The Rotunda Private

Non-Invasive Prenatal Test (NIPT)

Set your mind at ease by taking the Non-Invasive Prenatal Test (NIPT) which screens your baby for certain chromosomal conditions. With just a blood test, we can detail the possibility of your baby having Down Syndrome, Edwards Syndrome or Patau Syndrome.

Non-Invasive Prenatal Test (NIPT)

What is the NIPT?

NIPT is a new screening test that helps us to identify if your baby is likely to have a chromosomal condition. Chromosomal conditions include:

  • Down Syndrome (Trisomy 21)
  • Edwards Syndrome (Trisomy 18); or
  • Patau Syndrome (Trisomy 13)

Chromosomes contain the genetic material (DNA) and are usually arranged in pairs. The total number of chromosomes is 46.  The ‘sex’ chromosomes (X and Y) determine whether you are male (46XY) or female (46XX).

The syndromes mentioned occur when an unborn baby develops with three copies of a particular chromosome instead of the two. Depending on the syndrome, the unborn baby may develop with significant abnormalities or malformations.

Some of the syndromes are fatal and the baby will die either before birth or shortly afterwards.

NIPT can also screen for certain abnormalities linked to the sex chromosomes. For example, Turner Syndrome occurs when there is a missing X chromosome in a girl.

NIPT is non-invasive. It ONLY involves taking a blood sample from the mother. 

To make an appointment contact the Fetal Medicine Unit

Call (01) 402 2540
Call (01) 872 6572
NIPT Testing

When can the test be performed?

The blood test can be performed from 9 weeks of pregnancy onwards.  There is no risk of miscarriage associated with this screening test.

Sometimes we may suggest that this test is undertaken later in pregnancy if certain abnormalities are seen during an ultrasound scan.

If you decide to have the test done, you will be given an appointment to attend the Fetal Medicine Department. As this test is an opt-in service there is a fee involved.

NIPT Testing

What does the test involve?

First, a sample of the mother’s blood is taken from her arm. The sample is tested and the results will be available 10 working days later. You will be contacted by one of the midwives or doctors from the Department of Fetal Medicine who will explain the test results to you.

An ultrasound scan will be performed to confirm how many weeks pregnant you are.  Before the blood test is taken, the midwife will discuss the test with you and answer any questions you may have.  You will be asked to sign a consent form for the test.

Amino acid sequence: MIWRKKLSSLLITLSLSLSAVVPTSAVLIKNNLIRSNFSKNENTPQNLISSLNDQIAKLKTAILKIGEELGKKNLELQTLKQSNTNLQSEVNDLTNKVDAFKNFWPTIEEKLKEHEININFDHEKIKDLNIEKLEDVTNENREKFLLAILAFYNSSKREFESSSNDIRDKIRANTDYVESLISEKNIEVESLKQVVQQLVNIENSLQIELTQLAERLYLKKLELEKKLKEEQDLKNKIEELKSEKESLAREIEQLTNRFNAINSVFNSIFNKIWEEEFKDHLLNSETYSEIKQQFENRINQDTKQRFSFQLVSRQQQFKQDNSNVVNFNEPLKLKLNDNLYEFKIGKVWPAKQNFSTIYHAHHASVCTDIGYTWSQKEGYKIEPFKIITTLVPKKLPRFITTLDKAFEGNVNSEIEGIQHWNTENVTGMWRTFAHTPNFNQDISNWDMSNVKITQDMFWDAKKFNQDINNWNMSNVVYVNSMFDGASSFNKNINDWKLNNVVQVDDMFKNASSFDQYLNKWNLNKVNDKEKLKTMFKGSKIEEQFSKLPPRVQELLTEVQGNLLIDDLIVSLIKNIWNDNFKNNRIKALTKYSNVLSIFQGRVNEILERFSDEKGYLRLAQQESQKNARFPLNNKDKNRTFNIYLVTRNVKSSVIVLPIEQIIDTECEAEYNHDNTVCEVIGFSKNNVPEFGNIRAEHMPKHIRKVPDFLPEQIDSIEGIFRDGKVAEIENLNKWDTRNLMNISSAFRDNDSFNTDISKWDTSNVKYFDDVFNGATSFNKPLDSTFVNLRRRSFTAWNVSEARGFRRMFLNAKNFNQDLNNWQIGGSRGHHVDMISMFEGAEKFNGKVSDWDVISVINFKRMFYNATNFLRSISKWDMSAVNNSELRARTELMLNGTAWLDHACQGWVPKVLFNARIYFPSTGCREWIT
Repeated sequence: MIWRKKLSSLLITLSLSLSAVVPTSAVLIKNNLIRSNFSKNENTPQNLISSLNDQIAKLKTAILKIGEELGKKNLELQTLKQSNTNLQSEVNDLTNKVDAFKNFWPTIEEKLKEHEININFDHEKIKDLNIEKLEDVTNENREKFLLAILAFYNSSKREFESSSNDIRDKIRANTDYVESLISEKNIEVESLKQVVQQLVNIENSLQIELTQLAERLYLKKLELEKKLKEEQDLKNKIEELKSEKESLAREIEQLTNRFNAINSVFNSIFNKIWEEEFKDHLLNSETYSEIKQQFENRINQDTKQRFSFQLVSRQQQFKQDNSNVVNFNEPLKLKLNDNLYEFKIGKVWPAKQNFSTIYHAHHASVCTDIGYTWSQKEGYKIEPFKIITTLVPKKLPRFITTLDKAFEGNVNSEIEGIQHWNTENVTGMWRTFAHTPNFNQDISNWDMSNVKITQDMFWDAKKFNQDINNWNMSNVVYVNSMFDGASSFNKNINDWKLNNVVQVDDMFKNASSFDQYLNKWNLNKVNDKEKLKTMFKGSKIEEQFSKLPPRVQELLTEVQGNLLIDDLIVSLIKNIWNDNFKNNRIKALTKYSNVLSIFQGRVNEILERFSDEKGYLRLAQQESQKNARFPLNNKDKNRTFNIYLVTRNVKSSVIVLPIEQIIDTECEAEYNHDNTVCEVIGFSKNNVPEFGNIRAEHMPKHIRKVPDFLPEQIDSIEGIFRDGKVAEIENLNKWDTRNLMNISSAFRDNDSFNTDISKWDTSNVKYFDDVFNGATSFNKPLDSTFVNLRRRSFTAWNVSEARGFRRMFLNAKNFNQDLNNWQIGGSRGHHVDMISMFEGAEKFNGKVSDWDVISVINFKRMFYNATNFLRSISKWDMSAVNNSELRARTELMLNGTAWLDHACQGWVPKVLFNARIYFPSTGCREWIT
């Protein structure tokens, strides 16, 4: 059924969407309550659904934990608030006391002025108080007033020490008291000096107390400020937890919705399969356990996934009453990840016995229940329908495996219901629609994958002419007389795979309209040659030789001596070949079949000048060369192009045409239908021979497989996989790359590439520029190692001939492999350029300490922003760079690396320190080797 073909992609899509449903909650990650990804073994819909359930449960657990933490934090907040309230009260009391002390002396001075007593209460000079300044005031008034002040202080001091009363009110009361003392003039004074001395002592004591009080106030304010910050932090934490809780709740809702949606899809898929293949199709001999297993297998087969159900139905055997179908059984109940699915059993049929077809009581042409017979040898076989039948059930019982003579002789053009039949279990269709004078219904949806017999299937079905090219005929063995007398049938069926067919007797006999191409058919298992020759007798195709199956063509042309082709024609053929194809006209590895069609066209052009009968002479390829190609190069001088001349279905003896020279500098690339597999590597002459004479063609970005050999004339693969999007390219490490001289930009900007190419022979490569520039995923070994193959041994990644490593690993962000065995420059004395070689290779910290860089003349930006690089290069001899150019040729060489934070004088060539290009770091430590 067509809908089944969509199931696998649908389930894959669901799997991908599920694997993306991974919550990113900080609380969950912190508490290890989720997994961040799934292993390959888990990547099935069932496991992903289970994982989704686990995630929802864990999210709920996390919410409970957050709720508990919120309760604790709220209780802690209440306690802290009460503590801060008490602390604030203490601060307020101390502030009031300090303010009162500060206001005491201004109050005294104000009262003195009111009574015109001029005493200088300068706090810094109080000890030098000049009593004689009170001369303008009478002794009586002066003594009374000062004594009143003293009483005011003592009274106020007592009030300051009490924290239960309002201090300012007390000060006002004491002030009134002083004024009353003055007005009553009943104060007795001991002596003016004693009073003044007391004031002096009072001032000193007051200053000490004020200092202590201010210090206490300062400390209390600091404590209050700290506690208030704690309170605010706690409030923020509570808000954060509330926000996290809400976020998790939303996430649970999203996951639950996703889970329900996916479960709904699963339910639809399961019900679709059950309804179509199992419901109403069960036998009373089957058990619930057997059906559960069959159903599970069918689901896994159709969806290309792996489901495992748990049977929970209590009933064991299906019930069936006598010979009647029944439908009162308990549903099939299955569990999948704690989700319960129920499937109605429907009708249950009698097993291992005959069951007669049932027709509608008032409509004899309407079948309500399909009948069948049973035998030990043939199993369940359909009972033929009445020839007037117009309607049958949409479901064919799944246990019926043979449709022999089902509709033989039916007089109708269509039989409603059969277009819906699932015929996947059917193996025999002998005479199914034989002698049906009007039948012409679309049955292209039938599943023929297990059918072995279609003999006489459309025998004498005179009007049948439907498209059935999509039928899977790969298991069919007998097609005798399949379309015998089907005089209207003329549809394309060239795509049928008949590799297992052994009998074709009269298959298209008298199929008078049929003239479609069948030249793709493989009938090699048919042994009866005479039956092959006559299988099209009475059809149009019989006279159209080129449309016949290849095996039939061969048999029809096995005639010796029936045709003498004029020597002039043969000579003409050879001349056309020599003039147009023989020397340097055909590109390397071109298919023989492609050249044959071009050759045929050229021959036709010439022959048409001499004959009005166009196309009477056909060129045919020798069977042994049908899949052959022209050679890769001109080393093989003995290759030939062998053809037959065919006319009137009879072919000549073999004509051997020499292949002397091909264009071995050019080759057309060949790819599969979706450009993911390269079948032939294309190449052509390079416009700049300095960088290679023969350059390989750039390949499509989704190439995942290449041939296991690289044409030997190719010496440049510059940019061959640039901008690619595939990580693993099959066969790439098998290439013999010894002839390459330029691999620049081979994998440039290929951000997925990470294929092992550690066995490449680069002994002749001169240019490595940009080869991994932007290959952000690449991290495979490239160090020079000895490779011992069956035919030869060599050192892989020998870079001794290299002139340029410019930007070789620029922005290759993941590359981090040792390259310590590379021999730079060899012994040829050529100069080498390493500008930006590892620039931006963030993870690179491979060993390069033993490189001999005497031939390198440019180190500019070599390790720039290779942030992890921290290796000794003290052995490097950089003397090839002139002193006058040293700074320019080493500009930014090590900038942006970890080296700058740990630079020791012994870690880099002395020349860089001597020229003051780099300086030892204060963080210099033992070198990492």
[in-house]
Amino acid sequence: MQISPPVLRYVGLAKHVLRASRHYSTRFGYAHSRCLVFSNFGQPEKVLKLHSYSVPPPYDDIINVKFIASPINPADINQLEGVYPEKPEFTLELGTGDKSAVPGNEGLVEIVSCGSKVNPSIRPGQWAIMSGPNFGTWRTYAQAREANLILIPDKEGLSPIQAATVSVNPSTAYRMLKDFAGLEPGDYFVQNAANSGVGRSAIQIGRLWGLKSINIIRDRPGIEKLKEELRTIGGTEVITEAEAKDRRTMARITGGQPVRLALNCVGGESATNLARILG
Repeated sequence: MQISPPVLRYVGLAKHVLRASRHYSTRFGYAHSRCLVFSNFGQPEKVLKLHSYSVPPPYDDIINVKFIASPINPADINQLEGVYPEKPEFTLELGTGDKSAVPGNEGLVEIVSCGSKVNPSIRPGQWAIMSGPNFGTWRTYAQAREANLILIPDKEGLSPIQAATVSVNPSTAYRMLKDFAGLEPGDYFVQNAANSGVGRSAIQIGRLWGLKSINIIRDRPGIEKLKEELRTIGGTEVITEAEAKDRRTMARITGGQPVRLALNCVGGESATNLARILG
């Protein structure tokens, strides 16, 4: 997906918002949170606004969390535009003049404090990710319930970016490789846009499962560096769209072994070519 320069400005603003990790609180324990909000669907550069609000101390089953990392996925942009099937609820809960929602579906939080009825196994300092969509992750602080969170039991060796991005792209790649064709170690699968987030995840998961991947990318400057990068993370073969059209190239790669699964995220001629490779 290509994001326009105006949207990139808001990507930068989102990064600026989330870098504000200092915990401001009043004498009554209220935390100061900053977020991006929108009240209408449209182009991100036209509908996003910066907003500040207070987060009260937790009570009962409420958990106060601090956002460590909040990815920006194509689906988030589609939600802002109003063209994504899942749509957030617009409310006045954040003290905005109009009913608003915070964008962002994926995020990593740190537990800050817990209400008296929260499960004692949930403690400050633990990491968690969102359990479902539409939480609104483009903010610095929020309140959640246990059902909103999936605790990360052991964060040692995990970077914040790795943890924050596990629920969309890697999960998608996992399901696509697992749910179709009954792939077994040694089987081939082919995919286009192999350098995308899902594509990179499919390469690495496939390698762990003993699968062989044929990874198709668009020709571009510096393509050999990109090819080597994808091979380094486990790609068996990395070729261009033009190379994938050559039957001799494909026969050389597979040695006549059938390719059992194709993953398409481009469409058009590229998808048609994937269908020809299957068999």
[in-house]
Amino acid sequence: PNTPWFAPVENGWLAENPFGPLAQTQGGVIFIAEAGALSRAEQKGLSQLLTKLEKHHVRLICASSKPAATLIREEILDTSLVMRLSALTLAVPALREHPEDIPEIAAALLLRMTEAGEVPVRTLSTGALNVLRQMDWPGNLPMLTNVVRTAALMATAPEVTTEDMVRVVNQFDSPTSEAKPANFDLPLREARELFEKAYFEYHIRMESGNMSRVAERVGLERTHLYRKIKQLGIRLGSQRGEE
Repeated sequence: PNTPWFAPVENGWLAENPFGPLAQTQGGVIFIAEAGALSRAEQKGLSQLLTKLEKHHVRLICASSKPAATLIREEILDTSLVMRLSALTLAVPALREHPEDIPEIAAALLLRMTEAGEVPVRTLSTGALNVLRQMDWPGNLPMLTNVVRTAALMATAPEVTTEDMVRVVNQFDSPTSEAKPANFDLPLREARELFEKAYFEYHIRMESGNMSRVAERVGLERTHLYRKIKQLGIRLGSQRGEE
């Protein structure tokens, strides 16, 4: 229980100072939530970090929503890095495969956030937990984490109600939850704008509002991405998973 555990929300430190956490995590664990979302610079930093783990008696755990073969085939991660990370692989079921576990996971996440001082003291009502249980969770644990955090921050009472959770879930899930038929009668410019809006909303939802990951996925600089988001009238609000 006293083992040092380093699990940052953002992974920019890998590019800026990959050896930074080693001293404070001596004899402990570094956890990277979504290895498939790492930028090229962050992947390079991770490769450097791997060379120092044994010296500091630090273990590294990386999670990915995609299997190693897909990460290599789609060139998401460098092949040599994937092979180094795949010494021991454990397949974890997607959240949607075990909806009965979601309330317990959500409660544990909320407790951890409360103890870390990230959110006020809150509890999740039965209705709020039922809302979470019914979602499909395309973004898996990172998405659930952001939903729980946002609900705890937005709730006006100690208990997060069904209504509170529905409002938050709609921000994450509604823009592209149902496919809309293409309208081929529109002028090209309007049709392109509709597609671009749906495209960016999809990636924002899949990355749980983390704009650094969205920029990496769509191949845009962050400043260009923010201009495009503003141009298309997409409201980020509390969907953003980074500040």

NIPT Testing

What do the test results mean?

The test will not give a definitive result. Instead, it will give a ‘Low Risk’ or ‘High Risk’ result for
certain conditions.

A ‘High Risk’ result for a particular condition has 99% accuracy. In this situation, an invasive test such
as chorionic villus sampling (CVS) or an amniocentesis will be advised to confirm the diagnosis.

If the test shows a ‘Low Risk’ result, it is extremely unlikely that the unborn baby has one of the
syndromes that have been tested.

What are the limitations of the test?

NIPT is the most accurate screening test currently available. However, the only way to know for sure whether the fetus has a chromosomal problem or not, is to have a diagnostic test such as CVS or an amniocentesis. These tests are invasive and carry a small risk of miscarriage (approximately 1.0% for CVS and 0.2% for amniocentesis).

If the NIPT test yields a low risk result, it is still highly recommended that an anatomy scan be performed at 20-22 weeks gestation to check for structural abnormalities. NIPT does not provide information on other rare chromosomal abnormalities or physical defects such as cardiac abnormalities or spina bifida.

There needs to be enough fetal DNA in the maternal blood sample to be able to provide a result. If there is insufficient fetal DNA in the sample, another maternal blood sample may be required. This happens in 3-4% of cases. There will be no extra charge for the second test. However, the result will be delayed.

The NIPT test currently being used in The Rotunda Hospital (Panorama® test) cannot be used to screen multiple pregnancies or those conceived with donor eggs. Information can be provided about other tests available.

If you would like more information on the conditions mentioned please visit: